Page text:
|Conservative||William George Waterhouse Reynolds||12,534||50.2||-27.0|
|Liberal||Ronald Wilberforce Allen||12,425||49.8||n/a|
Elections in the 1910s
|General Election 1918
|Labour||Frederick Fox Riley||5,463||22.8|
- coalition coupon
Notes and references
- "Electorate Figures – Boundary Commission for England". 2011 Electorate Figures. Boundary Commission for England. 4 March 2011. Retrieved 13 March 2011.
- "88. Parliamentary Borough of Leicester" in "Report of the Boundary Commission (England and Wales)", Cd. 8757, vol III.
- "Initial Report", Boundary Commission for England, Cmd. 7260, p. 30-1.
- "All-Night Debate on New Constituencies", The Times, 25 March 1948, p. 4.
- "Report of Boundary Commissioners for England on Representations relating to certain proposed new Constituencies", Cmd. 7400, p. 5.
- F. W. S. Craig, "Boundaries of Parliamentary Constituencies 1885–1972", Political Reference Publications, Chichester, 1972, p. 138.
- "The BBC/ITN Guide to the New Parliamentary Constituencies", Parliamentary Research Services, Chichester, 1983, p. 89.
- "Media Guide to the New Parliamentary Constituencies", BBC/ITN/PA News/Sky (Local Government Chronicle Elections Centre), 1995, p. 109.
- "Media Guide to the New Parliamentary Constituencies (Fifth Periodical Review)", BBC/ITN/PA News/Sky (Local Government Chronicle Elections Centre), 2007, p. 108.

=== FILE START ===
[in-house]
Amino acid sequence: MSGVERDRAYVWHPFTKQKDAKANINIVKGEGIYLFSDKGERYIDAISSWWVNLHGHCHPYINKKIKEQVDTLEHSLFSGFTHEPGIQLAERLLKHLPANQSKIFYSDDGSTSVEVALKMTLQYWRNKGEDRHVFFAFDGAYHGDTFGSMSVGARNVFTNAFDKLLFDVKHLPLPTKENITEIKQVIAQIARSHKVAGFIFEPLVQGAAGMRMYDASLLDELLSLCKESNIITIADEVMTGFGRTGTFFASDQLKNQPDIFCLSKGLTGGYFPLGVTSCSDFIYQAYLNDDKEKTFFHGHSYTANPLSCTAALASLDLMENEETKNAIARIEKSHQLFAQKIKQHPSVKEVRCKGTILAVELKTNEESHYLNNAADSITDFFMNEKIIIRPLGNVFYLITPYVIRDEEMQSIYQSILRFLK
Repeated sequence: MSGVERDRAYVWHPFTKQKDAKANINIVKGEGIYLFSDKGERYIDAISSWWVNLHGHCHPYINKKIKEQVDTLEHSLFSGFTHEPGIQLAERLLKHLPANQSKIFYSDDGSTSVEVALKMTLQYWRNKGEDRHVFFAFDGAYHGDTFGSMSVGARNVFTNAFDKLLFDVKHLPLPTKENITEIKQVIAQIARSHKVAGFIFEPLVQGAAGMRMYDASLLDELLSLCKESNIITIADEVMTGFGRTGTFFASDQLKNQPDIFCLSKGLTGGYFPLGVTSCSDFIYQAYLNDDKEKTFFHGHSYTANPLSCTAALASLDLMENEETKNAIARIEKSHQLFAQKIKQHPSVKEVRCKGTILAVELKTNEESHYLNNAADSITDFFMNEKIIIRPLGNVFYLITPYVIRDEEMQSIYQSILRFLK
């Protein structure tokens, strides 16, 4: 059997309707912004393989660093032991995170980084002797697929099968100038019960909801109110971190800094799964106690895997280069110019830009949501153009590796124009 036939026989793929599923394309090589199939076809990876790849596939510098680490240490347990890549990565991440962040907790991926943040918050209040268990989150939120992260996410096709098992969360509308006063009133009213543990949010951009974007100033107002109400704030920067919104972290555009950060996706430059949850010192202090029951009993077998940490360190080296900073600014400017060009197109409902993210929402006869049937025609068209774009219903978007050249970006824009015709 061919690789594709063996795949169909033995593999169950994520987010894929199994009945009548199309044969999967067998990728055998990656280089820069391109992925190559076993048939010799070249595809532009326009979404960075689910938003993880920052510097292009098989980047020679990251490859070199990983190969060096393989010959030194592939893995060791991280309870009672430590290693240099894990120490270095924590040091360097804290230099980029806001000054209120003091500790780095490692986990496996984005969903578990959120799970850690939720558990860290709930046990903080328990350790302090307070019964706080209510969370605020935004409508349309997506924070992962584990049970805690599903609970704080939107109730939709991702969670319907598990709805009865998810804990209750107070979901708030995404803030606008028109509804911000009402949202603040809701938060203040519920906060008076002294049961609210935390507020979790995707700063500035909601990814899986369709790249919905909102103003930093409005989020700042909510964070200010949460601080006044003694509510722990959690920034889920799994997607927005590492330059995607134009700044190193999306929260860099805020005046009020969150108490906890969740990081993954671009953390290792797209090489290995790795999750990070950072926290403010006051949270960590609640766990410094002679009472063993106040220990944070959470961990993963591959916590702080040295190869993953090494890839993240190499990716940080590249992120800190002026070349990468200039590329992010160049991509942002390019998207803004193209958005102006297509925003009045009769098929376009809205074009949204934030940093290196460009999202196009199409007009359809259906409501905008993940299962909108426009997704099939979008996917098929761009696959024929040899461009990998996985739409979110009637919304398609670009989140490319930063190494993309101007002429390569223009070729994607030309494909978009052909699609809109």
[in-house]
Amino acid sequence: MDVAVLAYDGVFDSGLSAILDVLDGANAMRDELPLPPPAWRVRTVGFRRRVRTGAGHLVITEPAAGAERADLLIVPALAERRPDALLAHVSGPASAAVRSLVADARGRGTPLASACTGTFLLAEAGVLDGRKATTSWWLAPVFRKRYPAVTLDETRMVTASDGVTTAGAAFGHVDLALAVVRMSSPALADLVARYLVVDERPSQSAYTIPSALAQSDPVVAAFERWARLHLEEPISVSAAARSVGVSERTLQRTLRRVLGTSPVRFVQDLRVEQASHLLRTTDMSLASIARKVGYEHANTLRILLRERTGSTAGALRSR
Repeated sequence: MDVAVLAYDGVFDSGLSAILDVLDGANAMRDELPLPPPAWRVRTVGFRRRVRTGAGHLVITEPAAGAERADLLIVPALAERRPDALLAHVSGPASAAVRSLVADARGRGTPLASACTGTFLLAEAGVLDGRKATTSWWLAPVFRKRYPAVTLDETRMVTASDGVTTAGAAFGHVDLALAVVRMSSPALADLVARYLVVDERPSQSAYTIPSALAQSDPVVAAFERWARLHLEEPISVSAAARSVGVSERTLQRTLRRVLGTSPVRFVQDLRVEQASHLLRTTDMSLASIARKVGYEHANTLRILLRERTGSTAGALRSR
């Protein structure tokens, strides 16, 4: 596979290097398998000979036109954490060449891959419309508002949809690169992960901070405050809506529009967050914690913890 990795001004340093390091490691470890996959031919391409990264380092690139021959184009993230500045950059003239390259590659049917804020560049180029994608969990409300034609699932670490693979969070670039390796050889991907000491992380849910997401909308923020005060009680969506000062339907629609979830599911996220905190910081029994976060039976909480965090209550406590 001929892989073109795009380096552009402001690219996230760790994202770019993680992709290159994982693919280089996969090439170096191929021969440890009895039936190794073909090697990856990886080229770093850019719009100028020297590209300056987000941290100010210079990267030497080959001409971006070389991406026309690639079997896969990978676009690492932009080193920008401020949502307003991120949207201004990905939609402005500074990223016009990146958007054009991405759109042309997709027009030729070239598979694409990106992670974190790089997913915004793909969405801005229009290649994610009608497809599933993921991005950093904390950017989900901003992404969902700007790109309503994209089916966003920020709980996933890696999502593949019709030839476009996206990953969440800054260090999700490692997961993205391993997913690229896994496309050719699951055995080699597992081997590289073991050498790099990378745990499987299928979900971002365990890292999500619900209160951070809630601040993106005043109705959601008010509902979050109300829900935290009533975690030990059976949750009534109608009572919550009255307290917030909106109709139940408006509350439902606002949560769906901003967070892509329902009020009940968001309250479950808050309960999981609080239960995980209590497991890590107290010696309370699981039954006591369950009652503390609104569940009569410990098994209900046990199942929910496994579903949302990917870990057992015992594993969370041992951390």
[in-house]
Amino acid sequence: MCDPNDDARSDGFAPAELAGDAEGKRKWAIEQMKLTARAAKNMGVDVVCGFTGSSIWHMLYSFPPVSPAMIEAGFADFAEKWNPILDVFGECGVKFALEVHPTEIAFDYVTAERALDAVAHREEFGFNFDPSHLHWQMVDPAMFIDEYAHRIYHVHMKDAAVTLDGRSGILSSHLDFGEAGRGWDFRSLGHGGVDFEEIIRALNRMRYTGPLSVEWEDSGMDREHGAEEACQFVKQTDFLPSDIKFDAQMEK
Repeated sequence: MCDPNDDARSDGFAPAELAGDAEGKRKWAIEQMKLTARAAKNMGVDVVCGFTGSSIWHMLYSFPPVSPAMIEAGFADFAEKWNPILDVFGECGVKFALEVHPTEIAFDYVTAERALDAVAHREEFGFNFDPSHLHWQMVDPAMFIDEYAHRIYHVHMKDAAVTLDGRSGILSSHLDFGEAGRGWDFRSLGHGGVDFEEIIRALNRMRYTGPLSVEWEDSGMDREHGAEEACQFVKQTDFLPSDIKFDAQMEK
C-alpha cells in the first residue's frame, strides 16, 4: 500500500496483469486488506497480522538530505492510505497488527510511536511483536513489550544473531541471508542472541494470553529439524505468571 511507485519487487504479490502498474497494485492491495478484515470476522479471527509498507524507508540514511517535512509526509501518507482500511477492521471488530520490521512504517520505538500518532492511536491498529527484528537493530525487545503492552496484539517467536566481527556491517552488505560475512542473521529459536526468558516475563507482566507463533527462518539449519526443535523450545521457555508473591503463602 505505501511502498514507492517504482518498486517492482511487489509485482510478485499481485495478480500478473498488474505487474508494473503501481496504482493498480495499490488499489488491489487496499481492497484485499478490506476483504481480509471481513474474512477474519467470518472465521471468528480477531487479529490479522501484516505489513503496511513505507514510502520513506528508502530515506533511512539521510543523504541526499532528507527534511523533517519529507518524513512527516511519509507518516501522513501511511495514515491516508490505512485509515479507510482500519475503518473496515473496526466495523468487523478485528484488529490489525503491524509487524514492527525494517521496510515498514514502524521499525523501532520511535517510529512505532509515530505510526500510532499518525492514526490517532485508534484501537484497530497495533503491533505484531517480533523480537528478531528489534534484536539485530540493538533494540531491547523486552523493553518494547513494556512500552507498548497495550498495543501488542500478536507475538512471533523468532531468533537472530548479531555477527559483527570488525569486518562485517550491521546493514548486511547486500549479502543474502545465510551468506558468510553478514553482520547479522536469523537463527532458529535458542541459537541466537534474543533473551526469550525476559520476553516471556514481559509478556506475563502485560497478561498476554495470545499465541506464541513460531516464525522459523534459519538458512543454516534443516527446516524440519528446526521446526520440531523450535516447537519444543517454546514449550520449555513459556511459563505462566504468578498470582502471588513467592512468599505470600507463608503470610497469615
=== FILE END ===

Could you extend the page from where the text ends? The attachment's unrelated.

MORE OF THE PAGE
- "Vote 2011: Details of elections taking place across UK". BBC News. 13 April 2011.
- Leigh Rayment's Historical List of MPs – Constituencies beginning with "L" (part 2)[self-published source][better source needed]
- "Leicester South", Guardian Online
- "Politics Resources". Election 1992. Politics Resources. 9 April 1992. Retrieved 6 December 2010.
- "Politico’s Guide to the History of British Political Parties". Politico's. Retrieved 6 March 2011.
- UK General Election results: June 1983
- UK General Election results: May 1979
- UK General Election results: October 1974
- UK General Election results: February 1974
- UK General Election results: July 1945
- The Constitutional Year Book (1937), p.210
- The Constitutional Year Book (1933), p.198
- The Constitutional Year Book (1930), p.234